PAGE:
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Reaction Paper To Christine A. Smith's "Women, Weight, And Body Image".

680 words - 3 pages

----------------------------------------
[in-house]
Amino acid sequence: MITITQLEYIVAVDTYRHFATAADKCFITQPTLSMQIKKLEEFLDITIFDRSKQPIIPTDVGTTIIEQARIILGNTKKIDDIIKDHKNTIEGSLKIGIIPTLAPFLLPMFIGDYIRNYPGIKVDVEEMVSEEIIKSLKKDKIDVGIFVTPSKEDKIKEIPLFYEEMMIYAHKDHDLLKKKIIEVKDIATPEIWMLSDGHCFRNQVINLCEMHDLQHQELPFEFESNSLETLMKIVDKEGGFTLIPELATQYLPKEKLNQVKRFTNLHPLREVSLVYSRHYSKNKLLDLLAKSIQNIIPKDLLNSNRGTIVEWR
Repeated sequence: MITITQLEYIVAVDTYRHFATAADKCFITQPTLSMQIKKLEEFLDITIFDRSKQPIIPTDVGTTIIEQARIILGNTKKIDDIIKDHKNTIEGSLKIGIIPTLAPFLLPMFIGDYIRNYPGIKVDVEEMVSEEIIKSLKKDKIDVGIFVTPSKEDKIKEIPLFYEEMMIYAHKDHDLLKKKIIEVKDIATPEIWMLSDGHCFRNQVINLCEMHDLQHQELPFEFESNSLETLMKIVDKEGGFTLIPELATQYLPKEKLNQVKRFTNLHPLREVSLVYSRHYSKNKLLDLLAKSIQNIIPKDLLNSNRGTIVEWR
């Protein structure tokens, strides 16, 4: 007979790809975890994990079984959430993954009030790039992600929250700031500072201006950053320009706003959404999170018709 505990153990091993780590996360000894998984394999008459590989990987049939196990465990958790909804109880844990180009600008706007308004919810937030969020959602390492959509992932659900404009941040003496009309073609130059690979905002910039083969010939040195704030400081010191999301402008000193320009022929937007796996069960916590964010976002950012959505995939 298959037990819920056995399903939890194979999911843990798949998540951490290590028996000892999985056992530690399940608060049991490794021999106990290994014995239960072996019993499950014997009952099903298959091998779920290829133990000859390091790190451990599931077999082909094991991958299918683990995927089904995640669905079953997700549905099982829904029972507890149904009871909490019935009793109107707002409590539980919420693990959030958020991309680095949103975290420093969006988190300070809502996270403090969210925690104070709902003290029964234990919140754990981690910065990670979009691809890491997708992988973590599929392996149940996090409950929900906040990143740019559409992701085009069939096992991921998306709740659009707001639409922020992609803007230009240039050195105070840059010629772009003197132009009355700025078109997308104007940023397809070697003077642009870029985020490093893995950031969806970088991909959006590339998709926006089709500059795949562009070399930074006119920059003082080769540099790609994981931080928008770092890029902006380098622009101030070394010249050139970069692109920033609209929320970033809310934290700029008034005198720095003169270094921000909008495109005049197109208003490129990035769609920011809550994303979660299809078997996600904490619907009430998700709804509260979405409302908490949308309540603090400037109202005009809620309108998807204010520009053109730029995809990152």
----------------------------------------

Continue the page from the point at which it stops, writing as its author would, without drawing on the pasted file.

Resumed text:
What does this work mean for moi, Regie T., a male? Not much. Ok, say everyone, male or female, is made aware of this "being thin" cultural ideal for what it is, as a force that oppresses women by making them dislike their bodies and themselves. And what if the pressure to be thin miraculously removed? What would be the effect? Not much for males. Will men suddenly be expected to be attracted to larger women? Feminists may want that to happen, but why should that be? Why should awareness alter personal preferences? And if women decided to remain at their current size, men who valued thinness could certainly still satisfy themselves by comparing sizes. And so, status quo would prevail; men not inclined to date relatively larger females still wouldn't be doing so unless they find some individuating feature that makes a particular large woman attractive, such a winning personality, intelligence, ownership of a house, etc. On that note, I'm also confident that most men would rather that women give up their pursuit of thinness, for financial reasons. Who would want their mates to continuously support the multi-billion-dollar cosmetics industry? Shop-aholic women give "high maintenance" a new meaning.The point I'm trying to make here, feminism will not receive empowerment by focusing on being content with body image, unless they attack the underlying motivation. Smith tries to address this, but stops short by citing the traditional views that getting thin is all about achievement. Girls go through all the starvation and yo-yo dieting because they are boy-crazy. This won't come out in any study, because no female will ever admit to it, not even to herself, but who does she think of while consciously deciding to limit herself to a two-tablespoonful meal? A man. It is an empty point that control of her body (or lack thereof) affects her self-esteem. If she can maintain her weight to her satisfaction, she gets...

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